Memories of Neil Hanks
Wed, 03/10/2021 - 10:57am admin
My first inclination was to privately record all this and file away my memories of a co-worker who was a lifelong friend and had the most significant influence on my thirty-three-year career in the Missouri State Highway Patrol. However, I decided this is a story that needs to be shared.
Chief Telecommunications Engineer Neil Hanks beat me by a year, retiring with thirty-four years of service, all at the local Willow Springs Headquarters, Troop G. Our careers overlapped, and I was privileged to serve with Neil for seventeen years. I remained his friend for the rest of his life. Neil died on February 19, at the age of eighty-seven, and is buried in the Willow Springs City Cemetery beside his wife of sixty-eight years.
Neil Hanks was born in Willow Springs, May 29, 1933. He attended rural schools in Howell County until entering Willow Springs High School in 1951. In football his freshman year, he lettered when the Bears won every game, including the Ozark Bowl title at Southwest Missouri State College in Springfield. The town chartered a special train, and a generous portion of the community took the afternoon off to see the game. The Bears continued the victories for another year, being undefeated in 1952, completing a thirty-six-game winning record. Following graduation, Neal served in the United States Army from 1953 to 1955. He joined the Patrol in 1956. His training in a technical institute in Kansas City and his military experience qualified him for the job.
Troop G Headquarters at Willow Springs was relatively new when Neil started. The headquarters building was completed in 1951 and contained the dispatching console and radio equipment. It was all vacuum tube-driven, and the radios were connected to a doghouse building full of transmitting and receiving equipment. Radiotelegraph was used to connect the nine troops. Radio shortwave telegraphy also communicated with police agencies around the nation. Neil spoke to the cars via a high-powered VHF radio transmitter connected to a three hundred-fifty-foot tower, a landmark at the north end of Willow Springs.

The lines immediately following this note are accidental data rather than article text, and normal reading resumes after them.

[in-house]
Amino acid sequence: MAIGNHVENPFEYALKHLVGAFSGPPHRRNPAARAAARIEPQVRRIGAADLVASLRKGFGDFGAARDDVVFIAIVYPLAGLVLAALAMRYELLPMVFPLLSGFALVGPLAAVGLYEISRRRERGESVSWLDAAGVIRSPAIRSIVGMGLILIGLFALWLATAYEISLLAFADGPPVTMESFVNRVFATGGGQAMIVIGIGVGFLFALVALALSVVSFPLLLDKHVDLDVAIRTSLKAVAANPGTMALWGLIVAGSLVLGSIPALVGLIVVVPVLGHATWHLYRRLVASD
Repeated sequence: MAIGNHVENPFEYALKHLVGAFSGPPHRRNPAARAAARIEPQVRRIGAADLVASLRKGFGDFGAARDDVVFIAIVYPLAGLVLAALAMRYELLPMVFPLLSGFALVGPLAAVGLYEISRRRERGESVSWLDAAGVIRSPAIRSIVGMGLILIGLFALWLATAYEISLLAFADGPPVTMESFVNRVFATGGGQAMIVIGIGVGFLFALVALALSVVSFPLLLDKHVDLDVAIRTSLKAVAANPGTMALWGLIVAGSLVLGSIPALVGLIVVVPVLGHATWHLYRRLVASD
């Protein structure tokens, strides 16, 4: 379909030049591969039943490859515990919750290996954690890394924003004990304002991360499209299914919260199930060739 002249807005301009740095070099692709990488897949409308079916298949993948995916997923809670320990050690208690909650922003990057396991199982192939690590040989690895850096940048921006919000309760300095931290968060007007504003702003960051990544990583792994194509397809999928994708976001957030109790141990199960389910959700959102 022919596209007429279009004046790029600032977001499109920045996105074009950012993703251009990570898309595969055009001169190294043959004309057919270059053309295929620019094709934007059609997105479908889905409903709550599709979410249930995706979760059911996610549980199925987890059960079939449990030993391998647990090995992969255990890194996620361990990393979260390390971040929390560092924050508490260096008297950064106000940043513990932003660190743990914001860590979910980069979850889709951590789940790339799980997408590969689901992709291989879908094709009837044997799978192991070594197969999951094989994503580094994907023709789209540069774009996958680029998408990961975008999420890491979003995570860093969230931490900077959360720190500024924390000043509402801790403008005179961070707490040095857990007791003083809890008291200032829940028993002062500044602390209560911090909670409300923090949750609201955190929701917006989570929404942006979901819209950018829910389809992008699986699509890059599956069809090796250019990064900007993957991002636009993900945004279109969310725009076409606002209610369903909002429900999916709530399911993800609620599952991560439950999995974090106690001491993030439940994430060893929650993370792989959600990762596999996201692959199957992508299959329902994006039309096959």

The radio room was a noisy environment with many receivers operating at once. Neighboring troop patrol cars were also part of the listening responsibility, so the din was loud and constant. The radio operator's job was to filter out the calls coming from your car, answer, and record what they said on a typewritten paper log.
When Neil started in the Patrol, and, during the early period I worked, it was also the operator's responsibility to take radio traffic from General Headquarters in Jefferson City and other troops reporting crimes and vehicles and wanted persons. We typed the information on a paper log and retyped it on an oversized piece of paper perforated with carbon paper between the two parts. One part went to the Captain, and one was held in the radio room. These were called "items." Those cards were then read together over the air periodically in a troop "summary." The cars on the road were to stop when a tone was broadcast and copy down the summary details. It was a laborious process, but it worked and kept everyone informed.
In years before police car radios, the officers were required to monitor an AM radio station called "WOS" and copy broadcasts. There was no two-way communication then. The radio station alerted a trooper by his badge number to contact their local headquarters by telephone.
So the system Neil used was a significant improvement. A teletype machine also interconnected the troops adding to the noise in the radio room and the operators' responsibilities on duty. This typed traffic was also saved and filed daily.